Academia to Bedside is a four-part series that focuses on the transition of nursing students from education to their professional role. Part 4 focuses on the role of the Nurse Educator.
By: Sabrina Beroz
Nurse educators talk often about the gap between academia and practice and note that the gap is widening. So, let’s look at the meaning of gap. A gap is a void, a pause, or a break. Does this sound negative? It certainly does, with an undertone aimed at the character of the new nurse graduate. Now let’s do some reframing and describe the new nurse graduate as someone who needs a long transition into practice due to high acuity levels in patient care and the complexities of the workplace. Sound better? Here are three strategies for enhancing the transition of new graduates into practice.
Shift the Focus: It is imperative to shift the focus from the “way we were educated” to the needs of today’s nurses. In a qualitative study of clinical education practices, McNelis and colleagues (2014) found four problem areas in nursing student clinical experiences: missed opportunities; getting the work done as a measure of learning; failing to enact situation-specific pedagogies to foster clinical learning; and failing to engage as part of the team. Clinical faculty frequently missed opportunities to assist students in correlating theory with clinical data and linking concepts to care. And students rarely engaged with or participated in interprofessional teams. Changes in clinical priorities and the development of sophisticated simulations are necessary for preparing tomorrow’s nurses.
Collaboration Across Nurse Educators. Let’s look at the concepts and simulation experiences essential for safe and effective patient care and build bridges through collaboration. The first blog in the Academia to Bedside series discussed the development needs of new nurse graduates in tracking multiple responsibilities and the ability to prioritize, delegate, and anticipate risk (Berkow, Virksitis, Stewart, & Conway, 2009). In a round-table discussion with nurse educators, the following core concepts were identified: safety, interprofessional collaboration, communication, professionalism, delegation, and priorities of care (Maryland Clinical Simulation Resource Consortium, 2017). These competencies are best learned through application and practice.
Meeting the Challenge: Participants in the 2015 NLN Leadership Institute for Simulation Educators examined the use of multi-patient simulation as one way to assist nurse educators in preparing new nurse graduates for the workplace (Beroz, Sullivan, Kramasz, & Morgan, in press). A multi-patient simulation template was developed highlighting six learning objectives focused on clinical priorities central to patient safety.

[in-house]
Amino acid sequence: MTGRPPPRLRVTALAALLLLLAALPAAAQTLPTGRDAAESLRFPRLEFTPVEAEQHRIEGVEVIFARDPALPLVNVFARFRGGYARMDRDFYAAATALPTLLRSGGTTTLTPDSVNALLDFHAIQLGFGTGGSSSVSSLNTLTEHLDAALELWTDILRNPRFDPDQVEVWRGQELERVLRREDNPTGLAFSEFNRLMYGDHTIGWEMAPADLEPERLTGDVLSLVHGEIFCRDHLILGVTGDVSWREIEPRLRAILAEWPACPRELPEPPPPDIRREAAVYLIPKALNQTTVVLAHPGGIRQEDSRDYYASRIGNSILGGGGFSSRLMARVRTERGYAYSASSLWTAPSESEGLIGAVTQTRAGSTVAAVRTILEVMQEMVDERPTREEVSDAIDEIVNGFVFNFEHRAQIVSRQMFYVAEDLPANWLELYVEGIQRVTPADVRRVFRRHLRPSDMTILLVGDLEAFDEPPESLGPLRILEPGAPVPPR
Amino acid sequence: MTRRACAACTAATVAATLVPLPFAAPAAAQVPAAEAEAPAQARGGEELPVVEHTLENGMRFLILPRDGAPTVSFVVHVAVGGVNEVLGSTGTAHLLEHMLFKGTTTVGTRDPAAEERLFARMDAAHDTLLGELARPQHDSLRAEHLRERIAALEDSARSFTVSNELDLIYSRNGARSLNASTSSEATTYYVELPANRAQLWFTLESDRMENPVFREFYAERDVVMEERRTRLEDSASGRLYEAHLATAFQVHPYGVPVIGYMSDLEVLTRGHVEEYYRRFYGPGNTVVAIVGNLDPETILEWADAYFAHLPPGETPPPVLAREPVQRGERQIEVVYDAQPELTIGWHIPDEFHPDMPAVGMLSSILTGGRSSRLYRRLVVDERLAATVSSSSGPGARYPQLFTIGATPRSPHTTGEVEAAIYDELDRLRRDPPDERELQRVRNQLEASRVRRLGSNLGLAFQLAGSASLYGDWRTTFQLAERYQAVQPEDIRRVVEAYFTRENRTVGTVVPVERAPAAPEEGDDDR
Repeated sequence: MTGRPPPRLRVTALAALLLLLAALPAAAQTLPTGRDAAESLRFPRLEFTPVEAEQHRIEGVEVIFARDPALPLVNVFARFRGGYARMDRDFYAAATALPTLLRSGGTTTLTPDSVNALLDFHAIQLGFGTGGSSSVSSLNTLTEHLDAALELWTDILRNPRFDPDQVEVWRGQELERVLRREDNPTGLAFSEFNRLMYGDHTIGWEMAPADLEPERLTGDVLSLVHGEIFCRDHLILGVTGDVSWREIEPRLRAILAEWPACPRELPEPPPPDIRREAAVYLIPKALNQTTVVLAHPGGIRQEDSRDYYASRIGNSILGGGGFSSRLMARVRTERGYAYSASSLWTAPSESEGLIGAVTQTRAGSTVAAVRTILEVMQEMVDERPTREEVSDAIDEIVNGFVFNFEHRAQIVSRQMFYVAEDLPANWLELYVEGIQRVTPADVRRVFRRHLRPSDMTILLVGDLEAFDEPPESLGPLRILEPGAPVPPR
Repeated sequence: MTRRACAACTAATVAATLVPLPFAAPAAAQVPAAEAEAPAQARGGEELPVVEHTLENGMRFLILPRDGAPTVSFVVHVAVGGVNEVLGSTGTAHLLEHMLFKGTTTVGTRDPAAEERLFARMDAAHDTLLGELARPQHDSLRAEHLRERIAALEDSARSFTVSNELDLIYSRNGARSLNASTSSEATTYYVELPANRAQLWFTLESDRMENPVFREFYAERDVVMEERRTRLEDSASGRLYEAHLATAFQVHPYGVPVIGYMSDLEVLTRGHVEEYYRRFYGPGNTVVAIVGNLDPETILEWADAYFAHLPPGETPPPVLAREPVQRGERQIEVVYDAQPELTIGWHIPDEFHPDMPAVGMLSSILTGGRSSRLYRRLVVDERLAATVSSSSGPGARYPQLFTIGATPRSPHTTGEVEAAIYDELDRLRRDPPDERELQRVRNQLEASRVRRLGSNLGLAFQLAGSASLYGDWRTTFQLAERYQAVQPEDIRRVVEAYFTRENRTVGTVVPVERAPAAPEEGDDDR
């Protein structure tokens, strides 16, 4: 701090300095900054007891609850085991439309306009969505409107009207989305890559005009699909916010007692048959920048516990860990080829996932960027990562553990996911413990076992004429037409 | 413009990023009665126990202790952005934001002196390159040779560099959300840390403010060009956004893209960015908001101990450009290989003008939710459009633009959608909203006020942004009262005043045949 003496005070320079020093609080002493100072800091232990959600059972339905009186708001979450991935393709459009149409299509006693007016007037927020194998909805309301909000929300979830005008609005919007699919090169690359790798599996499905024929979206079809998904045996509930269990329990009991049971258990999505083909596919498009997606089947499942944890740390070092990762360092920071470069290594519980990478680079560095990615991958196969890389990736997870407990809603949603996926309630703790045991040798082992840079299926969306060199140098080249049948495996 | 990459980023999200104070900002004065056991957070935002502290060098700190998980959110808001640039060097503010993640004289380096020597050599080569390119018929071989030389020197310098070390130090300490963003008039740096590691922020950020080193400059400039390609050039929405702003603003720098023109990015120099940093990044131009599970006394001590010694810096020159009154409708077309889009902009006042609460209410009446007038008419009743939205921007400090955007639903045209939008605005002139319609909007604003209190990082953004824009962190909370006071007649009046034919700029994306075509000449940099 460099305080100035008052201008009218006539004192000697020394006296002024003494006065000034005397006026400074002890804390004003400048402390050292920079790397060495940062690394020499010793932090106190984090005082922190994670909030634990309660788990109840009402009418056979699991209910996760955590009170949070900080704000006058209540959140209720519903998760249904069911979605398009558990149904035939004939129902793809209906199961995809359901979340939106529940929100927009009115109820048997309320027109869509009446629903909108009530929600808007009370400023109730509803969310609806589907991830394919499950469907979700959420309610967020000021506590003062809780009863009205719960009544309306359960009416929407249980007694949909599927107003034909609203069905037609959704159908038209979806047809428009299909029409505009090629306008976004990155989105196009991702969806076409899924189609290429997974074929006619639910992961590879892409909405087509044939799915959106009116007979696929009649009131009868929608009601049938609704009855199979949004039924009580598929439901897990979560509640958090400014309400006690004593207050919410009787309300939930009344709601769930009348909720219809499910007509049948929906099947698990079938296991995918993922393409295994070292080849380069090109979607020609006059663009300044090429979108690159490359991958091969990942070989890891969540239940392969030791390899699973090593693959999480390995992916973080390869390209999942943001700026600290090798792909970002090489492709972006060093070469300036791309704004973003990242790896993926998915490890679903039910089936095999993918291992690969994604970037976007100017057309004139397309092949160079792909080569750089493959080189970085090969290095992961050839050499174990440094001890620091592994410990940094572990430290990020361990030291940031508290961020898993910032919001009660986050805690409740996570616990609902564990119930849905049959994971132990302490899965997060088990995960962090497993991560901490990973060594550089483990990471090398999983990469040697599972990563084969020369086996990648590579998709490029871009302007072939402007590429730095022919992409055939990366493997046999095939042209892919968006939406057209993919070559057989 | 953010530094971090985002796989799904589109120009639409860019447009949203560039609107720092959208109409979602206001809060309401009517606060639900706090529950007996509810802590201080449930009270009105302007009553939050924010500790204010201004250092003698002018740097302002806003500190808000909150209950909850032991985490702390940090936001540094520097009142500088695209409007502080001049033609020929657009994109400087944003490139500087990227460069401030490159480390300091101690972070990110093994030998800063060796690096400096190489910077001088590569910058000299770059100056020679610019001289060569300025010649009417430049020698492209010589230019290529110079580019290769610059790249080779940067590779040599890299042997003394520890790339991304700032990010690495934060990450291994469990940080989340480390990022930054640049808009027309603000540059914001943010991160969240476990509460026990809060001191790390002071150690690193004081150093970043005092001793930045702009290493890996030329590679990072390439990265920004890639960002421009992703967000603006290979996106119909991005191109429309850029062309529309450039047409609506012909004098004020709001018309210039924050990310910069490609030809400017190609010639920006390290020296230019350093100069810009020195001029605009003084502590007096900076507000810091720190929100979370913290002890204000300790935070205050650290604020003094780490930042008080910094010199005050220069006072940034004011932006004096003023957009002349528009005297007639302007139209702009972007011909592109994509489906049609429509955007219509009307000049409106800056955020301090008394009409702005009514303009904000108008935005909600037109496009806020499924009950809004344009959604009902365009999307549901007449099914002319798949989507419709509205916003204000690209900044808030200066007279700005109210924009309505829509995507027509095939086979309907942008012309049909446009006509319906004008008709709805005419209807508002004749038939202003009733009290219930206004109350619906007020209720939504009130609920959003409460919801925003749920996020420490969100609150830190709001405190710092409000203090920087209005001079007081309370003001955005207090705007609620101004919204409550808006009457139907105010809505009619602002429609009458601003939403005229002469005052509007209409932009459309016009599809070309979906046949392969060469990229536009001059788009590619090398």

- Utilize principles of prioritization and delegation in caring for multiple patients within the complex hospital environment.
- Demonstrate therapeutic communication to express respect, patience, and sensitivity to patients inclusive of plan of care.
- Collaborate with the interprofessional health care team to provide safe and effective patient-centered care.
- Use relevant assessment data to develop evidence-informed (evidence-based) plans of care for patients.
- Use clinical reasoning processes in modifying patient care decisions.
- Provide and receive constructive feedback to/from health care team members to improve performance (patient outcomes).
The multi-patient simulation template is now available on the NLN Simulation Innovation Resource Center website. A toolkit accompanies the template with an operational guide, a populated multi-patient scenario, and a bibliography. Additional resources are available on the SIRC site including a second template specific for developing interprofessional simulations – a much-needed area for new nurse graduates. We hope the four-part series “Academia to Bedside” has provided a glimpse into the history, technology, and student/educator perspective of transition into practice.
Berkow, S., Virksitis, K., Stewart, J., & Conway, L. (2009). Assessing new graduate nurse performance. Nurse Educator, 34, 17-22.
Beroz, S., Sullivan, N., Kramasz, V. & Morgan, P. (in press). The multi-patient simulation toolkit: Purpose, process, and pilot. Nursing Education Perspectives.
Maryland Clinical Simulation Resource Consortium (MCSRC) (2017, April). Ten core concepts for simulation-based education. Conducted at the SEL II Train the Trainer Program.
McNelis, A., Ironside, P., Ebright, P., Dreifuerst, K., Zvonar, S. & Conner, S. (2014). Learning nursing practice: A multisite, multimethod investigation of clinical education. Journal of Nursing Regulation, 4, 30-35.
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